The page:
The Kilogram Shift (Psalm 46)
At this moment, your body temperature is probably around 310.15. Well, okay, I’m not talking either Fahrenheit or Celsius here, but at 310.15, you should be feeling just fine.
That number is from the Kelvin scale, and it’s the equivalent of 98.6 degrees Fahrenheit and 37 degrees Celsius. Kelvin is a temperature scale used in some scientific applications. It’s an important tool of measurement when temperature readings have to be precise because it’s built on a standard that doesn’t change under any circumstances. Specifically, the Kelvin scale is based on something known as the “triple point of water,” the condition that is present at the only temperature-and-pressure combination where water exists simultaneously as a gas, a liquid, and a solid. The fact that this triple point of water occurs only under one exact circumstance means that it’s an immutable property of the universe—an unchanging feature that God has built into his creation.
And frankly, the people who run the International Bureau o Weights and Measures are glad that such immutable properties exist, for it’s only because of those properties that they’re actually able to standardize weights and measures worldwide. The meter, for example, which is a measure o length, is defined as the distance traveled by light in a vacuum in a certain miniscule fraction of a second, a distance that never changes. The second, a measure of time, is defined as the time it takes for a cesium-133 atom to cycle a specific huge number of times between two quantum states, a time that never changes.
I could go on with other units of measure, but you get the point about immutable properties of the universe. All of this, however, highlights a problem with the kilogram, the basic unit of mass. For the 118 years, the kilogram has been standardized against a lump of metal stored in a vault at the International Bureau of Weights and Measures outside of Paris. The lump is not an immutable property of the universe but simply a cylinder of matter. Now physicists have noticed that over the past 100 years this lump has lost about 50 micrograms. Call it the kilogram shift. No one can really explain what’s happened other than to speculate that some of the weight loss is from stray participles that escape during cleaning.
So right now, scientists who specialize in materials are working on building a better kilogram. They are cutting, grinding, and polishing a big crystal of ultra-pure silicon 28 into a perfect sphere that will, when finished, be the new object against which to standardize the kilogram.
But we’re not in a science lab. We’re sitting in church. Yet, we know there’s absolutely nothing in this life that remains the same. Parents who were once o strong and vibrant are now feeble and frail, if they are still with us. We were so in love when we got married, and we awoke one morning to realize that the person we married isn’t who they used to be. We are all acquainted well with life’s shifts—whether it’s that last summer’s jeans no longer fit or our employer has just informed us that he’s downsizing or if we’re off to college for the very first time.
The question for which we often want an answer is this: “Is there solid, not shifting ground?” Our text answers with a resounding “Yes!”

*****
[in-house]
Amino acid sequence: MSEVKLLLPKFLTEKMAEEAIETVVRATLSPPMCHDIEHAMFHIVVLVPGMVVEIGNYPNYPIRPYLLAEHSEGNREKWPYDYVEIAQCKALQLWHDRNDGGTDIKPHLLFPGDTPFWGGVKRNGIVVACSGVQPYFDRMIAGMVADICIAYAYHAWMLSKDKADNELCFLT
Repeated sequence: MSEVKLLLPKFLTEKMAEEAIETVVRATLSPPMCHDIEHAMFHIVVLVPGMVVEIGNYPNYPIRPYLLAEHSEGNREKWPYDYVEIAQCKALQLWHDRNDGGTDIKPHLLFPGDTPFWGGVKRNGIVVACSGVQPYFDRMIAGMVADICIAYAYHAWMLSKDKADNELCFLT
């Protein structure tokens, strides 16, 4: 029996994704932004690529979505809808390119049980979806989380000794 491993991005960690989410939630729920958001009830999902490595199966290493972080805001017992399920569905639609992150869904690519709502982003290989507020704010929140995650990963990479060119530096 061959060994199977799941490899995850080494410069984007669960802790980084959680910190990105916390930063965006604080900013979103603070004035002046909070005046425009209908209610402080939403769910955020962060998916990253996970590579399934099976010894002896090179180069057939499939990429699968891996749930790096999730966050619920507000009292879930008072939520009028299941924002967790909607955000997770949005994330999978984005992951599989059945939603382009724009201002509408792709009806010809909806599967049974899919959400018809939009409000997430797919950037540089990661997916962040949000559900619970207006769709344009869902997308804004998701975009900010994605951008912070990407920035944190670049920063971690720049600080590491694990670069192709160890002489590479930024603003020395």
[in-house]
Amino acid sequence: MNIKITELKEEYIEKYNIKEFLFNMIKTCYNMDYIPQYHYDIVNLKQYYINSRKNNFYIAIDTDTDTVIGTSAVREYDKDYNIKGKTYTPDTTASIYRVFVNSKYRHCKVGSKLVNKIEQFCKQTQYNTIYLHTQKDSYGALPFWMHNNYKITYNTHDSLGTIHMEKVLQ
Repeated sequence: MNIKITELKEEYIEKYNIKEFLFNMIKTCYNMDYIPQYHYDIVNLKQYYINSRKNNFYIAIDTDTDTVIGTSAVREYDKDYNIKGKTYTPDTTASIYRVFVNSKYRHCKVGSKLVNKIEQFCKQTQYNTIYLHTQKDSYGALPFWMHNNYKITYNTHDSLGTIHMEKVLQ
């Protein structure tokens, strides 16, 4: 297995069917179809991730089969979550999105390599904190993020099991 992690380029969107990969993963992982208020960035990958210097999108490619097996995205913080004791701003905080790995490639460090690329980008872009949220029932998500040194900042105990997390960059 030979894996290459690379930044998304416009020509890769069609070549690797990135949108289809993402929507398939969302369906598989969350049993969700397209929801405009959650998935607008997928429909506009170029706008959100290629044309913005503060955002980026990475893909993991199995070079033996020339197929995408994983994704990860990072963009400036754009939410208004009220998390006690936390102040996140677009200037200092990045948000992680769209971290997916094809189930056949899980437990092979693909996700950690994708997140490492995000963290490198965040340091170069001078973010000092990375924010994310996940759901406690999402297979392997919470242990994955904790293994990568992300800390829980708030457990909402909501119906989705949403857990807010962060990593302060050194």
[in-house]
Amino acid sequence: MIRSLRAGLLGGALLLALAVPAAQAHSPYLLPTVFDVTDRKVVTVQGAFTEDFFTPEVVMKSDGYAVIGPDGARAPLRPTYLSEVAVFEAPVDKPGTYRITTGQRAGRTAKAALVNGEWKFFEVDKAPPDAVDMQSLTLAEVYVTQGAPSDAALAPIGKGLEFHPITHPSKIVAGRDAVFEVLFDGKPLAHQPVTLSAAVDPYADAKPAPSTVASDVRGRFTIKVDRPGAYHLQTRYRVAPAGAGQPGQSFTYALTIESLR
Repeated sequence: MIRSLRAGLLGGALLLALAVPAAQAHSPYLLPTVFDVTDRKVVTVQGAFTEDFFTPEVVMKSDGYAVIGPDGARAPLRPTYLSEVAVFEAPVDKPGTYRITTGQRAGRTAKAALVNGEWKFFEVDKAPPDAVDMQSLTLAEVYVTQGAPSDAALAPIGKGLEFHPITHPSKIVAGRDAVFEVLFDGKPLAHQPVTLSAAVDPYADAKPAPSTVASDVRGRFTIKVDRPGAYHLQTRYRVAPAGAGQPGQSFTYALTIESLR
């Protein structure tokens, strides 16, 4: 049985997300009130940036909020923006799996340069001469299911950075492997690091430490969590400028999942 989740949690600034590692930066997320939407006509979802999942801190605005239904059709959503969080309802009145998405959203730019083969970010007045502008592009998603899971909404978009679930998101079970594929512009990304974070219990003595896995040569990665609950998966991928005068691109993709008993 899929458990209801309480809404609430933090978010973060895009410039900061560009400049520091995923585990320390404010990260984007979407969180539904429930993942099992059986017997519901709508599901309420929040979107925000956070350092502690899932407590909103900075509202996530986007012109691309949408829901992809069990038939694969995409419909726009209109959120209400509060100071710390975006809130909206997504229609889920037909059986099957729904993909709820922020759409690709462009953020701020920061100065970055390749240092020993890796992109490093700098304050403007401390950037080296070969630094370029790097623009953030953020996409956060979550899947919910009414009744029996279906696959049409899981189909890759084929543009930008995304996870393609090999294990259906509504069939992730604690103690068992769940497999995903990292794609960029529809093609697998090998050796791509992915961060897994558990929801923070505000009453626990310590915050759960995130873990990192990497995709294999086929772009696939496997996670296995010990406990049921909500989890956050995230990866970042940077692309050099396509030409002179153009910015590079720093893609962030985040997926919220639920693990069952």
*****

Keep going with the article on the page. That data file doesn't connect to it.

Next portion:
God’s immutability is a theme that shows up repeatedly in Scripture. “God is not man, that he should lie, or a son o man, that he should change his mind” (Num 23:19). “I the LORD do not change” (Mal 3:6). “Every good gift and every perfect gift is from above, coming down from the Father of lights with whom there is no variation or shadow due to change” (Js 1:17).
God’s immutability is something like this: Since all change is either for the better or for the worse and God is perfect, it’s not possible for God to change.
What does God’s immutability have to say to us? God, because he has been a help in the past, will be our help in the future. Psalm 46 informs us how God will be our helps in the future. God will be our help:
In Calamity, vv 1-3
The psalmists declare that God is our refuge and strength, a very present help in time of trouble.
it is impossible to know the original setting of this psalm. There is nothing in the psalm to identify exactly what the calamity the sons of Korah were experiencing when they wrote this psalm. It is clear, however, that whatever specific calamity was upon the Israelites it was a military conflict. The psalmists refer to God as our “refuge” and fortress,” which could certainly have the idea of military fortifications. It’s obvious that’s the idea as the psalmist write: “The nations rage, the kingdom totter” (v 6) and “He makes wars cease to the end of the earth; he breaks the bow and shatters the spear; he burns the chariots with fire” (v 9).
Whether we have fought in a war or not, we know that war is full of terror. It was General Dwight Eisenhower who said, “I hate war as only a soldier who has lived it can, only as one who has seen its brutality, its futility, its stupidity.” It is estimated that since the end of World War II, nearly 23 million people have died in war. The Israelites knew the terror of war quite well: “O GOD, the nations have come into your inheritance; they have defiled your holy temple; they have laid Jerusalem in ruins. They have given the bodies of your servants to the birds of the heavens for food, the flesh of your faithful to the beasts of the earth. They have poured out their blood like water all around Jerusalem, and there was no one to bury them” (Ps 79:1-3).
Is it any wonder that in our text the psalmists remind their audience that God is our refuge, strength, and a very present help in time of trouble? The entire concept here is that we can flee to God in times of calamity, that God protects his people. The Hebrew term refuge is used to signify protection. In Isaiah 4:6, for example, it refers to shelter from a rainstorm: “There will be a booth for shade by day from the head, and for a refuge and a shelter from the storm and rain.” The Lord is our strength, or he has great strength: “You have a mighty arm; strong is your hand, high your right hand” (Ps 98:13). The Hebrew phrase “very present” literally means “Making himself found exceedingly.” The idea is that God is very near to those who need his help.